by CIO Staff

For the U.S. to Compete in IT, Education Must Change

Mar 01, 20072 mins
IT Skills

Tom Friedman is right. Our world is flat. And it’s getting flatter all the time—especially for us.

“Tough Choices for Tough Times,” a new report from the National Center on Education and the Economy (largely funded by the Annie E. Casey Foundation, the Bill and Melinda Gates Foundation, the William and Flora Hewlett Foundation and the Lumina Foundation for Education), says that unless America changes how it educates its citizens, our economy will be flattened—KO’d—by more educated ones.

The report claims that “the core problem facing America is that our education and training systems were built for another era.” Like, say, the 19th century.

Those systems built America into the 20th century’s supereconomy but they won’t work in the 21st century, where we will be competing with newer, more nimble, more educated economies that do not have our last-century look and baggage.

One of my favorite vignettes from Friedman’s best-selling The World Is Flat is the one in which he interviewed the mayor of a Chinese city (there are 23 cities with 1 million or more residents in the People’s Republic; there are only nine in the United States) who told him that while Chinese workers are content today to be the “bricklayers” of the global economy, their aspiration is to become its “architects.” With China now producing nearly five times as many science, technology, engineering and math graduates as the United States, it won’t be long before that aspiration is realized. And unless Washington seriously considers the findings of “Tough Choices for Tough Times,” it won’t be long before we become the bricklayers.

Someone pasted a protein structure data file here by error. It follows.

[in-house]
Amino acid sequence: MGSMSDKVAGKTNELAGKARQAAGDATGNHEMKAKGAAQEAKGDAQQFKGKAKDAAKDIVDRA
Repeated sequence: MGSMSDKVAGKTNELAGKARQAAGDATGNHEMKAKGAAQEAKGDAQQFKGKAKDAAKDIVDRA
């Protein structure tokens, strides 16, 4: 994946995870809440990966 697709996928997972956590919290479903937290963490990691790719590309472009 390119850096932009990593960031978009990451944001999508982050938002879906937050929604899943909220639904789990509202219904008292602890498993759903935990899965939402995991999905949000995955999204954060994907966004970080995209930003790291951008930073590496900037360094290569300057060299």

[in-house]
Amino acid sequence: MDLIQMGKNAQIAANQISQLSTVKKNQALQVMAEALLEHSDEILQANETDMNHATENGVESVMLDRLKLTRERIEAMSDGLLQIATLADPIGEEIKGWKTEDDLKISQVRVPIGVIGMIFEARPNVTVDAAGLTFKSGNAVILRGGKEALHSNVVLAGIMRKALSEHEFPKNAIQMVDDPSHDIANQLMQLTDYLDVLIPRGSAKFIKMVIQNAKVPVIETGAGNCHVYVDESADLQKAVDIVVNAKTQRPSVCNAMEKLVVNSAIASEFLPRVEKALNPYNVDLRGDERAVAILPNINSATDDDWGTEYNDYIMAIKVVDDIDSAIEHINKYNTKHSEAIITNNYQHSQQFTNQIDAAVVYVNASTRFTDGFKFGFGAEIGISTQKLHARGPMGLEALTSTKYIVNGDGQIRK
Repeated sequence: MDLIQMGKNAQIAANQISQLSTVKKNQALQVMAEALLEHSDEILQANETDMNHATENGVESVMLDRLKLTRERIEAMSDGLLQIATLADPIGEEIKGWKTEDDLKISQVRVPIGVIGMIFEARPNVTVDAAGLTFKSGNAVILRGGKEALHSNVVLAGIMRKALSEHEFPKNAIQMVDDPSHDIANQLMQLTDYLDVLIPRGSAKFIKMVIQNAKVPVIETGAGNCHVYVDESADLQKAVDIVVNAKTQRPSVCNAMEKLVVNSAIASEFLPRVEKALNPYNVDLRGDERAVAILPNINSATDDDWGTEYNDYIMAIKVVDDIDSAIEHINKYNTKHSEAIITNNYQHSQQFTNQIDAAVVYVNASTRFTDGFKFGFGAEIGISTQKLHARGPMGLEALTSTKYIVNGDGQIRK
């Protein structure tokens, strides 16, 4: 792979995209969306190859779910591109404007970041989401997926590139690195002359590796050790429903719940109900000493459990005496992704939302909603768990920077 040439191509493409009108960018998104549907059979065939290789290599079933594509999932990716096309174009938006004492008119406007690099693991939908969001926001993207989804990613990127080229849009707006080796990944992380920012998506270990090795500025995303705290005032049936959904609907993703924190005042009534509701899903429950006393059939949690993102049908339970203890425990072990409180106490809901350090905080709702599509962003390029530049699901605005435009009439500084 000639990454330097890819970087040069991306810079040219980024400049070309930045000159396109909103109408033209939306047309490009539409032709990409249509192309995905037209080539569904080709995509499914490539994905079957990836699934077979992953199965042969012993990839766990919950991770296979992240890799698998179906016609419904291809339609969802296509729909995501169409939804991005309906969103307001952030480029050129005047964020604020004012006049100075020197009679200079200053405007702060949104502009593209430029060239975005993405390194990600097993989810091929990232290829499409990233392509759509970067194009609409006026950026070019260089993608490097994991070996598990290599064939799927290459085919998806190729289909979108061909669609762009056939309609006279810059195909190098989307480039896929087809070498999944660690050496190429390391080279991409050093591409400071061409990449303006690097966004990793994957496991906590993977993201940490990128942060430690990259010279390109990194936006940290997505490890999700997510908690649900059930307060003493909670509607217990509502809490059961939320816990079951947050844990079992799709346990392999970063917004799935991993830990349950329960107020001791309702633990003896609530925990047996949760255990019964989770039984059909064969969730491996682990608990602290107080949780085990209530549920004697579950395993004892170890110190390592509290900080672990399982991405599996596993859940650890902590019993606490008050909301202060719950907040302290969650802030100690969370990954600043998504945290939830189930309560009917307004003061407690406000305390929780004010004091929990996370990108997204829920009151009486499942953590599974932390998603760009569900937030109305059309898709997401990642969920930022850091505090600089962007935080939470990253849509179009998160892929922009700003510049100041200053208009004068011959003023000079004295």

The report offers a 10-step program for upgrading America’s education system to 21st-century global standards. One of its more provocative suggestions is this: Train and deploy a teaching force recruited from the top third of the high school students going to college each year, our nation’s best and brightest.

This report is not just another product of Washington’s think tanks, all gloom and doom. It’s important that we invest in changing the way we educate our citizens.

As the report’s title says, these are tough choices for tough times. Write to me at and I’ll send you a copy of the report.